Judge Daryl Loomis could pick locks by the time he was in kindergarten.
Say goodbye to your friends.
Somewhere in Swedish folklore, there is apparently a tale of a demon that lives underground. People are advised to not build homes over their dwellings, lest they rise from your basement to do terrible things to you and anyone who enters your home. That sounds an awful lot like the plot of a lot of horror movies I've seen, but I won't argue that it's a convenient setup. However much this is actually Swedish legend or just writers watching too many movies, the director team of Sonny Laguna and Tommy Wiklund use it to good effect in Wither, their follow up to their debut feature, Blood Runs Cold.
Facts of the Case
A group of friends go out to a cabin in the woods that they've heard about for a few days of rest and partying. They arrive to find the door locked and, while they're trying to break in, two of them find an open window and decide to play a prank; one will climb in and scare the rest. Hilarious, of course, but as soon as Marie (Jessica Blomkvist) gets inside, she finds an open basement. For some reason, she goes down there and awakens some kind of monster that turns people into cannibal freaks. Shortly after they get in, Marie gets hungry, sinks her teeth into the face of one of her friends, and causes all hell to break loose as they each in turn become hungry for blood.
The last thing I can accuse Wither of is originality. It's clearly inspired by The Evil Dead and the many horror movies like it, but there's really no reason to do otherwise. Originality isn't nearly as important as execution and the directing duo execute their bloody plot just fine here. It takes about twenty minutes for the characters to get to the house, but it's non-stop mayhem from the time Marie hits the basement to the film's final frames.
That's what you want in this kind of movie, because the more that gets explained, the higher the risk the plot falls apart, and Wither explains absolutely nothing. We don't even get to know any of the characters, which is really for the best. Based on their haircuts, these aren't people you really want to spend time with. Beyond the fact that there's some kind of demon business spreading throughout the group, there really isn't much of a plot at all.
It doesn't need one; Wither is gore heaped upon gore, with good practical effects and a bit of atmosphere. The directors know how to work within their extremely small budget to deliver a movie that feels good, moves fast, and even has the chance to turn the stomach a little with the makeup effects they use. It's not a great film, nor is it particularly original, but it is bloody, occasionally creepy, and basically satisfies the horror itch. It delivers what it promises; no more and no less.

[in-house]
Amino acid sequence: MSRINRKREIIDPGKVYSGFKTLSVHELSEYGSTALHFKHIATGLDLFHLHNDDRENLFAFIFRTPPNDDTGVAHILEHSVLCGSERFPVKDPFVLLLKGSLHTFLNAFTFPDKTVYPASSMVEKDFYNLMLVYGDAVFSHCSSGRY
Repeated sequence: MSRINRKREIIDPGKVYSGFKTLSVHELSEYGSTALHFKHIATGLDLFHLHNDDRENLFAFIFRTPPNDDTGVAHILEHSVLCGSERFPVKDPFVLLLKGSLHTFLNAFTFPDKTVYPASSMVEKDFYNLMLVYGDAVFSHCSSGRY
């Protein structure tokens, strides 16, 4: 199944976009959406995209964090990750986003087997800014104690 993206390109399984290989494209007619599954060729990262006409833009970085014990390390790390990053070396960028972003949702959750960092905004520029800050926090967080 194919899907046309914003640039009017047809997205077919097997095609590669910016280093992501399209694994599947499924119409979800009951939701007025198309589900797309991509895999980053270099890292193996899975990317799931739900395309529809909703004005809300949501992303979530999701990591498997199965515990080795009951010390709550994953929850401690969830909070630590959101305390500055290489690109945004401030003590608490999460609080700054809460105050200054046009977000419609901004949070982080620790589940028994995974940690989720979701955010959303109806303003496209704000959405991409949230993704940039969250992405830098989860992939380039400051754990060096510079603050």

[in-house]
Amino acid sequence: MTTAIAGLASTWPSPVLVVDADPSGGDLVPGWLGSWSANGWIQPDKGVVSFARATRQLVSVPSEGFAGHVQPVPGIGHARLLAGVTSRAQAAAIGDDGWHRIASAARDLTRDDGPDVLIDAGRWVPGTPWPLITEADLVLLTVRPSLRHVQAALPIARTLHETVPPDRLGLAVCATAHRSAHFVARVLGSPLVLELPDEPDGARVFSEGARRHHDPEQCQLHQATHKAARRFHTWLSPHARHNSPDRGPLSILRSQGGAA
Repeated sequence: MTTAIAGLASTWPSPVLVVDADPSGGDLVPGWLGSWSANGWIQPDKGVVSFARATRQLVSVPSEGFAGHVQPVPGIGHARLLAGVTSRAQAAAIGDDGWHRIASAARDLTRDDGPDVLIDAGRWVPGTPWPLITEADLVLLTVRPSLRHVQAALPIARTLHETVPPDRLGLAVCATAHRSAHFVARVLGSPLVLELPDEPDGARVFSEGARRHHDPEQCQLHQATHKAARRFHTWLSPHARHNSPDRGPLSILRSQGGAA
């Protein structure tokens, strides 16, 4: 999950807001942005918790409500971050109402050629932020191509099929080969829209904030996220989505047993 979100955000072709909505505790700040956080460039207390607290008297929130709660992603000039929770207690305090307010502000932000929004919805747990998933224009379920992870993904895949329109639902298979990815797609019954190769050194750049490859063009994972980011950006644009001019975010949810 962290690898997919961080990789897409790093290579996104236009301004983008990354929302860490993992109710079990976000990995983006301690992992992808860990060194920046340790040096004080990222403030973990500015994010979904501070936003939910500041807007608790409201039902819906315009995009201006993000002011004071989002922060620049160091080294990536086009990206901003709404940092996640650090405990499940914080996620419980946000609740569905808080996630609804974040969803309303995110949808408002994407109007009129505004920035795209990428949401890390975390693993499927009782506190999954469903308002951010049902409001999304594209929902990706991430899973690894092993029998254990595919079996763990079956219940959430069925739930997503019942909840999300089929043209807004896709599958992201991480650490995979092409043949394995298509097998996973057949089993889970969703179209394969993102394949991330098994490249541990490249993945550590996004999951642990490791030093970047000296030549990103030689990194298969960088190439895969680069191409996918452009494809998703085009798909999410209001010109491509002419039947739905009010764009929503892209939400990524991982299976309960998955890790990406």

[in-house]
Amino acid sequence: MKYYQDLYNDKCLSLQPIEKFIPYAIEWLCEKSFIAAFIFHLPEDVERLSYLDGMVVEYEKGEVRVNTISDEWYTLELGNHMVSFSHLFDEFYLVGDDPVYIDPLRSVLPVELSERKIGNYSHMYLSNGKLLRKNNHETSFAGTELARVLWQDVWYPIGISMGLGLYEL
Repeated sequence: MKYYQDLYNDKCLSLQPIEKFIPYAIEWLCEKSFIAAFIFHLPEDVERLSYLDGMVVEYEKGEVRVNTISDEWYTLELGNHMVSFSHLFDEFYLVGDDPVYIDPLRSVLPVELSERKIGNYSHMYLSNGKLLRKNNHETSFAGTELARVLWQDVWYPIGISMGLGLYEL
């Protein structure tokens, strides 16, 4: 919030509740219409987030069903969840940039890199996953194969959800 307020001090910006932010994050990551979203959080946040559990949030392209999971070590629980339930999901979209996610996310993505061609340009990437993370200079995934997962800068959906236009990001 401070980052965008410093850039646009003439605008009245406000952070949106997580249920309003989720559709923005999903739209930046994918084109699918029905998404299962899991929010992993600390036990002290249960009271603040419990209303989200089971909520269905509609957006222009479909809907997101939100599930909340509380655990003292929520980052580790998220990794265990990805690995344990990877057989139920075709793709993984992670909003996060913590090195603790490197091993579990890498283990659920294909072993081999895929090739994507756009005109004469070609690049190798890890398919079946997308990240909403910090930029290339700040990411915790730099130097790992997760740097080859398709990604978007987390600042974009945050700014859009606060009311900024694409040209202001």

Wither gets a perfectly decent DVD release from Artsploitation. The film was shot on a cheap digital camera, but the 2.35:1 anamorphic image looks quite good. The black levels may not be quite as deep as they could be, but the colors look nice and there is strong detail in the frame. There is a heavy grain and a few little blips of damage, but these were intentionally added to rough up the frame. The sound is even better, with a strong, bottom-heavy surround mix that uses the rear channels to add a lot to the atmosphere. Sound design can add a lot to a horror film and they take big advantage of it here. It doesn't come at the expense of the dialog or music, either; both sound great alongside the effects in the mix.
Extras are light but interesting. The most substantial is a half-hour behind-the-scenes featurette showing the production process from the building of the sets to the wrap. No interviews; the camera is just a fly on the wall as the scenes progress. It gives a very good sense of the backstage process of low budget filmmaking and is definitely worth watching. The deleted scene is really an alternate ending that is completely different from the final product. It's prefaced with an explanation about pacing and they definitely made the right choice. A booklet with an essay and an interview with the directors closes out the package.
Wither doesn't reinvent the wheel, but it isn't trying to. The "teens in the woods with a demon" plot is certainly nothing new, but Laguna and Wiklund deliver on the gore with solid practical effects that look excellent on its budget. And that's really what it all comes down to: Wither is fantastic for its budget. It clearly has problems, but every krona is up there on the screen. It may not be original, but it's solid bloody fun.
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Scales of Justice
Studio: Artsploitation Films
• Deleted Scene
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